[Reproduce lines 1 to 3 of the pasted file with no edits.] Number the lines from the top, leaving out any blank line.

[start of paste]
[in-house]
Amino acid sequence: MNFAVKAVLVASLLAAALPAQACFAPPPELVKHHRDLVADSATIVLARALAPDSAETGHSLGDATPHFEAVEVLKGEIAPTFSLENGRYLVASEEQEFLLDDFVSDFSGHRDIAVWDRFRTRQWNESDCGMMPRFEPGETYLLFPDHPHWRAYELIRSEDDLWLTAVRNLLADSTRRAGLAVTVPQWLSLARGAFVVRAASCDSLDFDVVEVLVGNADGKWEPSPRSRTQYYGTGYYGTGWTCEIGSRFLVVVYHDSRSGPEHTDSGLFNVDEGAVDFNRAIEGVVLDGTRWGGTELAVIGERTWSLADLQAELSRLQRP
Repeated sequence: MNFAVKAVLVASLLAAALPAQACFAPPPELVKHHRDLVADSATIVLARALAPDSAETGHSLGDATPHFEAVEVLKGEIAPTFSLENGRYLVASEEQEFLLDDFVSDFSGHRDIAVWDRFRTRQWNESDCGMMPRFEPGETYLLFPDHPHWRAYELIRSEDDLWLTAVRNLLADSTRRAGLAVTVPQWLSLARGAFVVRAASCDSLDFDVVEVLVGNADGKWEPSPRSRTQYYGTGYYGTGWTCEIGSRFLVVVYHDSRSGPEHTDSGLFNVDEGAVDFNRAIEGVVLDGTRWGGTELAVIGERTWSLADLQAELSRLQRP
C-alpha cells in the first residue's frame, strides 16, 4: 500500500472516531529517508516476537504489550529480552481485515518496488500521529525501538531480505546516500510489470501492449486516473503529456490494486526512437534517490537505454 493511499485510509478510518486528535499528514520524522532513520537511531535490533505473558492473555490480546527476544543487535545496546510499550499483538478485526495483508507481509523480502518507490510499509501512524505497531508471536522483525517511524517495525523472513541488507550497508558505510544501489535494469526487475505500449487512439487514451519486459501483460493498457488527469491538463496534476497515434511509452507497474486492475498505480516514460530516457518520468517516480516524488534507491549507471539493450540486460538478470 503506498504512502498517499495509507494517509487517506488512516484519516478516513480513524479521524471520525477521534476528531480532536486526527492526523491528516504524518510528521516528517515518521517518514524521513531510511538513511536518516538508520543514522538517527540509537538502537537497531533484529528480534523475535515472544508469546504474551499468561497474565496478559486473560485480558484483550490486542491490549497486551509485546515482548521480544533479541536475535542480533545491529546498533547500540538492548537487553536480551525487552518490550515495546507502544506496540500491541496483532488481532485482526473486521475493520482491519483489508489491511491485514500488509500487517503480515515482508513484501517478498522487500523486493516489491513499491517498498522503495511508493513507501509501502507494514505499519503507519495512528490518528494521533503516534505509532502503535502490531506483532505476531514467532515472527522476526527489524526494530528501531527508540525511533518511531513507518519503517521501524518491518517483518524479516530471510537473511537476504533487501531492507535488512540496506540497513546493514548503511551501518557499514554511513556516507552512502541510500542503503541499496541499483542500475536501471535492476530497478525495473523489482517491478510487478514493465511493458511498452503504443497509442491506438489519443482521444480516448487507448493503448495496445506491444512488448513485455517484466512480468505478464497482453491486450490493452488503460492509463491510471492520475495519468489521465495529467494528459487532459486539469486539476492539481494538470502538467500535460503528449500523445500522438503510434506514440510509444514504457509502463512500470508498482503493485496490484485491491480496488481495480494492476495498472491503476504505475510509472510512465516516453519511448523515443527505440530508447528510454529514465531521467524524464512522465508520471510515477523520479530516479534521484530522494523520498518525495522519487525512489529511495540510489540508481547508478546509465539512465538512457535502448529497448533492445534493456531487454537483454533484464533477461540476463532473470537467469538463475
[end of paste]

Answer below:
[in-house]
Amino acid sequence: MNFAVKAVLVASLLAAALPAQACFAPPPELVKHHRDLVADSATIVLARALAPDSAETGHSLGDATPHFEAVEVLKGEIAPTFSLENGRYLVASEEQEFLLDDFVSDFSGHRDIAVWDRFRTRQWNESDCGMMPRFEPGETYLLFPDHPHWRAYELIRSEDDLWLTAVRNLLADSTRRAGLAVTVPQWLSLARGAFVVRAASCDSLDFDVVEVLVGNADGKWEPSPRSRTQYYGTGYYGTGWTCEIGSRFLVVVYHDSRSGPEHTDSGLFNVDEGAVDFNRAIEGVVLDGTRWGGTELAVIGERTWSLADLQAELSRLQRP
Repeated sequence: MNFAVKAVLVASLLAAALPAQACFAPPPELVKHHRDLVADSATIVLARALAPDSAETGHSLGDATPHFEAVEVLKGEIAPTFSLENGRYLVASEEQEFLLDDFVSDFSGHRDIAVWDRFRTRQWNESDCGMMPRFEPGETYLLFPDHPHWRAYELIRSEDDLWLTAVRNLLADSTRRAGLAVTVPQWLSLARGAFVVRAASCDSLDFDVVEVLVGNADGKWEPSPRSRTQYYGTGYYGTGWTCEIGSRFLVVVYHDSRSGPEHTDSGLFNVDEGAVDFNRAIEGVVLDGTRWGGTELAVIGERTWSLADLQAELSRLQRP